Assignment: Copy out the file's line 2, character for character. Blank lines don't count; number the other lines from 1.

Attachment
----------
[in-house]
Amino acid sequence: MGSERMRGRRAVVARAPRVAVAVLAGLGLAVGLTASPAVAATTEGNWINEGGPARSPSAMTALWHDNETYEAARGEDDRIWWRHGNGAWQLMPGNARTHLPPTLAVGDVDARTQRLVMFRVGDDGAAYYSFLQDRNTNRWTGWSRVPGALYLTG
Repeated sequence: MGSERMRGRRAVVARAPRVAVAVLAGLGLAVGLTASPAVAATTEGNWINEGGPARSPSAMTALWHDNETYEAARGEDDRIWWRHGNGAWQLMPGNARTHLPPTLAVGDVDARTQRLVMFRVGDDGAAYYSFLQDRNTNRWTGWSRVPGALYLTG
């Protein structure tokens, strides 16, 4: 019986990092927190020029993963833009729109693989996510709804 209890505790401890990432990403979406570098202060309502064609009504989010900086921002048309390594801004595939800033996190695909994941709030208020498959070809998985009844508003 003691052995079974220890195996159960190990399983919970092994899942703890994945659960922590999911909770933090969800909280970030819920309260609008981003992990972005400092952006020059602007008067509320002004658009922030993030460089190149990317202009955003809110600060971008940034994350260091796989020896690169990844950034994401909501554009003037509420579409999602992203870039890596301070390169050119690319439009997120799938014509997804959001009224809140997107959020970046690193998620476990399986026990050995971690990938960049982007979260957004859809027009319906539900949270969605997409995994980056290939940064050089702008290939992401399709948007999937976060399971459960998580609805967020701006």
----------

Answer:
Amino acid sequence: MGSERMRGRRAVVARAPRVAVAVLAGLGLAVGLTASPAVAATTEGNWINEGGPARSPSAMTALWHDNETYEAARGEDDRIWWRHGNGAWQLMPGNARTHLPPTLAVGDVDARTQRLVMFRVGDDGAAYYSFLQDRNTNRWTGWSRVPGALYLTG